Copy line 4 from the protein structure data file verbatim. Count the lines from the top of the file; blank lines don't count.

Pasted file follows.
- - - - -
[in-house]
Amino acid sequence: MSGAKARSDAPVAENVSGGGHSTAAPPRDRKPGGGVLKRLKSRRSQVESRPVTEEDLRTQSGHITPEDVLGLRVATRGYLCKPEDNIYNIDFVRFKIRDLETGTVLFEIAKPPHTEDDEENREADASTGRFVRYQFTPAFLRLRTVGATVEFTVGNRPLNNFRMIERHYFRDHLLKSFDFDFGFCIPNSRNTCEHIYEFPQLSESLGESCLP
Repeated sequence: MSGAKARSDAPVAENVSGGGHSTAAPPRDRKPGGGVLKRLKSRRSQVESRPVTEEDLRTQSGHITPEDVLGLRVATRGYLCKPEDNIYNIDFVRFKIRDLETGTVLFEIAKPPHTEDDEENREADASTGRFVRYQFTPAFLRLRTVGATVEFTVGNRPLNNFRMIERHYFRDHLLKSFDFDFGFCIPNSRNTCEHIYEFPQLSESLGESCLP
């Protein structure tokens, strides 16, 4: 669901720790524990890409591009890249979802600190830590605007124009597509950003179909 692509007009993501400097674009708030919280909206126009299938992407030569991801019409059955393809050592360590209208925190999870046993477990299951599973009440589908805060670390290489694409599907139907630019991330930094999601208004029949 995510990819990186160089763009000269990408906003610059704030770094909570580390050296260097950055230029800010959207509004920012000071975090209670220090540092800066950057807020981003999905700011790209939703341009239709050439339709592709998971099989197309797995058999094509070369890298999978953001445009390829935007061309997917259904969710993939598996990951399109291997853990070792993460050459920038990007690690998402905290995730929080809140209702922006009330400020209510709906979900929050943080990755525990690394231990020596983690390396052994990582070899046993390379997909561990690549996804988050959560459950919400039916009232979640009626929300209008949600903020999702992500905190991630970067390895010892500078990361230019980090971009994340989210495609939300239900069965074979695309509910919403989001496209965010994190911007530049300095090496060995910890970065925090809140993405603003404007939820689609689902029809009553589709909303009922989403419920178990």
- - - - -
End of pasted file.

């Protein structure tokens, strides 16, 4: 669901720790524990890409591009890249979802600190830590605007124009597509950003179909 692509007009993501400097674009708030919280909206126009299938992407030569991801019409059955393809050592360590209208925190999870046993477990299951599973009440589908805060670390290489694409599907139907630019991330930094999601208004029949 995510990819990186160089763009000269990408906003610059704030770094909570580390050296260097950055230029800010959207509004920012000071975090209670220090540092800066950057807020981003999905700011790209939703341009239709050439339709592709998971099989197309797995058999094509070369890298999978953001445009390829935007061309997917259904969710993939598996990951399109291997853990070792993460050459920038990007690690998402905290995730929080809140209702922006009330400020209510709906979900929050943080990755525990690394231990020596983690390396052994990582070899046993390379997909561990690549996804988050959560459950919400039916009232979640009626929300209008949600903020999702992500905190991630970067390895010892500078990361230019980090971009994340989210495609939300239900069965074979695309509910919403989001496209965010994190911007530049300095090496060995910890970065925090809140993405603003404007939820689609689902029809009553589709909303009922989403419920178990």